Ukrainian President Viktor Yanukovych has pardoned a close ally of jailed former premier Yulia Tymoshenko, his office said on Sunday, amid tensions with the opposition and the European Union.
Yanukovych made the decision to pardon former interior minister Yuriy Lutsenko after repeated requests from leading EU figures, but he has ruled out pardoning Tymoshenko.
"Yanukovych signed a decree on pardoning six convicted people, including Ukraine's former interior minister Yuriy Lutsenko and Ukraine's former environment minister Georgy Filipchuk," his office said in a statement.
The announcement comes as Ukraine's opposition leaders, including boxer Vitaly Klitschko and nationalist Oleg Tyagnybok, are expected later Sunday to lead a protest in Kiev calling for the resignation of Yanukovych amid growing political tensions.
The Yanukovych statement said the decree was in line with ongoing reforms of the country's criminal legislation "aimed at humanising legal norms and reducing the number of people held in custody."
Ukraine's prisons administration said of the six people pardoned by Yanukovych four people, including Lutsenko, were currently behind bars
All of them would be freed later Sunday, it added. "Today this decree will be implemented in full measure," the prisons administration said in a statement.
The presidential decree came after Ukraine's high court earlier this week rejected an appeal by Lutsenko against his four-year jail term for abuse of office and embezzlement.
He was arrested while walking his dog in the capital Kiev in December 2010 and was set to remain in prison until the end of 2014.
According to his family and lawyers, Lutsenko's health has gravely deteriorated while in detention and in January he underwent an on operation on his intestine.
Lutsenko's lawyer Alexei Baganets praised Yanukovych for pardoning the former interior minister.
"This is an act of clemency in relation to a man who was illegally arrested, charged and convicted."
"To a degree, this is the president's apology to this man," Baganets told AFP, adding that Western pressure on Yanukovych has helped to free Lutsenko.
Yanukovych pardoned Lutsenko after appeals from special envoys of the European Parliament monitoring mission to Ukraine, former Polish president Aleksander Kwasniewski and former president of the European Parliament Pat Cox.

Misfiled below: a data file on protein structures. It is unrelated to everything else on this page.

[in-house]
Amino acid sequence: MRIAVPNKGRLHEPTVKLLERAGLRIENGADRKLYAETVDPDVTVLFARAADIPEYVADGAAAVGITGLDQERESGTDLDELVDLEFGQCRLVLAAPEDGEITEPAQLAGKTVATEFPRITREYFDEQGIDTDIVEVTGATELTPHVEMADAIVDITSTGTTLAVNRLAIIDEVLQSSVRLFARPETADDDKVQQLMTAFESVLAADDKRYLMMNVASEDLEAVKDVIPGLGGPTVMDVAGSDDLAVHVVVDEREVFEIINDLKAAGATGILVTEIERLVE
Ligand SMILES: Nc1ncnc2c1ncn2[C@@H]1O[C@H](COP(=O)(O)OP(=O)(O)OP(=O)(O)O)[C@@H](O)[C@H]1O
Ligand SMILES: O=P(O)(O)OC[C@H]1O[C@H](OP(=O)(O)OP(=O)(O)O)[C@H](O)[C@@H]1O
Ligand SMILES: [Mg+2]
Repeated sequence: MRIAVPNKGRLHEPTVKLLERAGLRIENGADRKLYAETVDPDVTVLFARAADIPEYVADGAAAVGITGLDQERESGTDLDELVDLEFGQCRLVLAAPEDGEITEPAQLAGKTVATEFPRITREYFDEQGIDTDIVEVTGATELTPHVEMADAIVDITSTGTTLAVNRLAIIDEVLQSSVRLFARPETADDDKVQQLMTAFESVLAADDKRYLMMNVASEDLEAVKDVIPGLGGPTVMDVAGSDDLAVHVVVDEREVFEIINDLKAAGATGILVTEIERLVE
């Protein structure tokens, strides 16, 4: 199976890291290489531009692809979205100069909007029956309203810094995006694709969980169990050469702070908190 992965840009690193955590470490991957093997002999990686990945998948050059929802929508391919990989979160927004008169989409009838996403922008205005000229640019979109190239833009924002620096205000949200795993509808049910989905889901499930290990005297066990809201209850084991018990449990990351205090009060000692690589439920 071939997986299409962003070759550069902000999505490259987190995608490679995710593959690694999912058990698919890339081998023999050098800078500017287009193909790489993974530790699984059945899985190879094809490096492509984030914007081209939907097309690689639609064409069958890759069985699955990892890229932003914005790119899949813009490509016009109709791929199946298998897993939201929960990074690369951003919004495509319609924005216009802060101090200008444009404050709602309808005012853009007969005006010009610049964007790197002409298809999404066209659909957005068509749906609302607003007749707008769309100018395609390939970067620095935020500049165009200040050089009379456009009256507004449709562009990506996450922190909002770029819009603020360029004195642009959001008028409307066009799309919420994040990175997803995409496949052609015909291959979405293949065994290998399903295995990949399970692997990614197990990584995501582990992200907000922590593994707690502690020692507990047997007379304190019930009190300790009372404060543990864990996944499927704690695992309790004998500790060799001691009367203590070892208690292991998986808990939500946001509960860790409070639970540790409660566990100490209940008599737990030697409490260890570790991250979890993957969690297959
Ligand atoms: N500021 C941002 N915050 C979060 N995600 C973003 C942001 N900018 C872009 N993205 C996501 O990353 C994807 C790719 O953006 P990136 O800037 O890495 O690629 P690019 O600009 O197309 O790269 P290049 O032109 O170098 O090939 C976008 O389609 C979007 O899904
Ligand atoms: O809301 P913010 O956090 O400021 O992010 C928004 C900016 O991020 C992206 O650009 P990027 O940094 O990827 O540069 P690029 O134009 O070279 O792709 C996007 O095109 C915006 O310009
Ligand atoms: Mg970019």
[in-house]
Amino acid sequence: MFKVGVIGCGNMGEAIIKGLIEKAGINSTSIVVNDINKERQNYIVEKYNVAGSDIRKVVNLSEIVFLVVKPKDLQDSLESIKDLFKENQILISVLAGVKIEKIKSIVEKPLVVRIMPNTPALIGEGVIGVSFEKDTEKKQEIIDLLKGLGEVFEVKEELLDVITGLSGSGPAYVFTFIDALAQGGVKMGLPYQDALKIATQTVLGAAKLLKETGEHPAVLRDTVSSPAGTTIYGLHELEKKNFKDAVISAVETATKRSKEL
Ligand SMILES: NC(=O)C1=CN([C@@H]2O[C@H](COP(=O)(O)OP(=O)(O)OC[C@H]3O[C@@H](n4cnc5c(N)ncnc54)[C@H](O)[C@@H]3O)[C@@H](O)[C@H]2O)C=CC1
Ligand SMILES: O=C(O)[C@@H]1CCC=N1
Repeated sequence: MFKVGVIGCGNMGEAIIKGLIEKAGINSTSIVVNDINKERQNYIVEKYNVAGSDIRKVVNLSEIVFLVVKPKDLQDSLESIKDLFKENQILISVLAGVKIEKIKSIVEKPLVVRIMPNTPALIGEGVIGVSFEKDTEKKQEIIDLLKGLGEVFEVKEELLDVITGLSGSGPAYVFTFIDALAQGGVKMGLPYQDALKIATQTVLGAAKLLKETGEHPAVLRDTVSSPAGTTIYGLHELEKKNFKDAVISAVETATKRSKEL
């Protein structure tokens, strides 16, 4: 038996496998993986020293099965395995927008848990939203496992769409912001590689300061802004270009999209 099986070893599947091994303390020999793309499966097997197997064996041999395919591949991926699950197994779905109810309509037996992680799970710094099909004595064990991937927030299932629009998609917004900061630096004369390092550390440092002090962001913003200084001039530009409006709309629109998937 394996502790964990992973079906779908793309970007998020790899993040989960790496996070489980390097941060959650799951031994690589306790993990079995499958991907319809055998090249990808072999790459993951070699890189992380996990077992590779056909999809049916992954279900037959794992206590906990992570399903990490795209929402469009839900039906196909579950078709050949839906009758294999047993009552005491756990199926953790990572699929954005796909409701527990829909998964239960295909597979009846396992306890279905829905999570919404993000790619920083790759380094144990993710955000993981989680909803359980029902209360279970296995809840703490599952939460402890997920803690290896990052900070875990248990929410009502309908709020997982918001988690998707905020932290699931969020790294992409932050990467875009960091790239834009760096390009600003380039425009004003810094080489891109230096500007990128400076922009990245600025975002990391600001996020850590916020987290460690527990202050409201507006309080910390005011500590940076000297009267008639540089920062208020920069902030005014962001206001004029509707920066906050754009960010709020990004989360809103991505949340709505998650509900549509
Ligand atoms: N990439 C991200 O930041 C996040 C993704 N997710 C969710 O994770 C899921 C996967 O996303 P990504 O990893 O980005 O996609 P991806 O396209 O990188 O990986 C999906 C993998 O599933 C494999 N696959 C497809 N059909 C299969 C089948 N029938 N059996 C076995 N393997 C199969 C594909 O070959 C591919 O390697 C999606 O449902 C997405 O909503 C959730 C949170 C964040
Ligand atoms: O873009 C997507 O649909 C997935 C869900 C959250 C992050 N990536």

Yanukovych in early March had promised that he would consider pardoning Lutsenko, while ruling out a similar move for Tymoshenko.
"I have known Yuriy Lutsenko for a long time and I am sorry for him as a person. He is suffering from the stupidities he committed," Yanukovych had said.
The imprisonment of Tymoshenko and Lutsenko has led to a crisis in ties between Kiev and the European Union, which has complained that Ukrainian authorities are selectively prosecuting opponents of the president.
Both politicians' cases have drawn strong criticism from the United States while EU leaders have refused to sign an important trade agreement with Kiev until they are released.
The presidential statement made no mention of Yanukovych's top nemesis, jailed former prime minister Tymoshenko who analysts say is unlikely to walk out of prison any time soon.
"Tymoshenko is highly likely to remain in prison. I am a pessimist here," Vladimir Fesenko, head of Penta think tank, told AFP.
"Yanukovych is unlikely to release her taking into account the long sentence she's got and Yanukovych's attitude towards her."
He added that by pardoning Lutsenko, Yanukovych wanted to show Brussels that Ukraine was still keen to move closer to Europe.
"By pardoning Lutsenko, the president decided to show progress in fulfilling EU conditions," he said.
Tymoshenko, who lost a heated presidential election to Yanukovych in 2010, was jailed for seven years in 2011 for overstepping her authority while prime minister by agreeing a gas deal with Russia.
A spokeswoman for Yanukovych was not immediately available to answer questions about Tymoshenko's fate.